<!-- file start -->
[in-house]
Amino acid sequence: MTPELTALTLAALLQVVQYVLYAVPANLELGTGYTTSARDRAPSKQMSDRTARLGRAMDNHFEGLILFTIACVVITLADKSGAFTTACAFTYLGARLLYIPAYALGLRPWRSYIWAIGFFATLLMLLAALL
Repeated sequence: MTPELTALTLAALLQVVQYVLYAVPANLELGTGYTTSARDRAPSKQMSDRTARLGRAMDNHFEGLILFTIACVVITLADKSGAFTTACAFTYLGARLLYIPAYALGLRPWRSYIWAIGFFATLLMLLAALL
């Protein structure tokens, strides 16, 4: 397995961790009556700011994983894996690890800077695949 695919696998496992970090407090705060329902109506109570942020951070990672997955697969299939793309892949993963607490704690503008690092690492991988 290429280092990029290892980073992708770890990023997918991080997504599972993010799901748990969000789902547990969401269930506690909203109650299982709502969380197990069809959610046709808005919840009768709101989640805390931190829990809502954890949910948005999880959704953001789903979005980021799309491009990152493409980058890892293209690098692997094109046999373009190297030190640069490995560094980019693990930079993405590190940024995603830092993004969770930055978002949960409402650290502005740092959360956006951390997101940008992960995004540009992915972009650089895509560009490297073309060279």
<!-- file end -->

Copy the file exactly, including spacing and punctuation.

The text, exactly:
[in-house]
Amino acid sequence: MTPELTALTLAALLQVVQYVLYAVPANLELGTGYTTSARDRAPSKQMSDRTARLGRAMDNHFEGLILFTIACVVITLADKSGAFTTACAFTYLGARLLYIPAYALGLRPWRSYIWAIGFFATLLMLLAALL
Repeated sequence: MTPELTALTLAALLQVVQYVLYAVPANLELGTGYTTSARDRAPSKQMSDRTARLGRAMDNHFEGLILFTIACVVITLADKSGAFTTACAFTYLGARLLYIPAYALGLRPWRSYIWAIGFFATLLMLLAALL
């Protein structure tokens, strides 16, 4: 397995961790009556700011994983894996690890800077695949 695919696998496992970090407090705060329902109506109570942020951070990672997955697969299939793309892949993963607490704690503008690092690492991988 290429280092990029290892980073992708770890990023997918991080997504599972993010799901748990969000789902547990969401269930506690909203109650299982709502969380197990069809959610046709808005919840009768709101989640805390931190829990809502954890949910948005999880959704953001789903979005980021799309491009990152493409980058890892293209690098692997094109046999373009190297030190640069490995560094980019693990930079993405590190940024995603830092993004969770930055978002949960409402650290502005740092959360956006951390997101940008992960995004540009992915972009650089895509560009490297073309060279």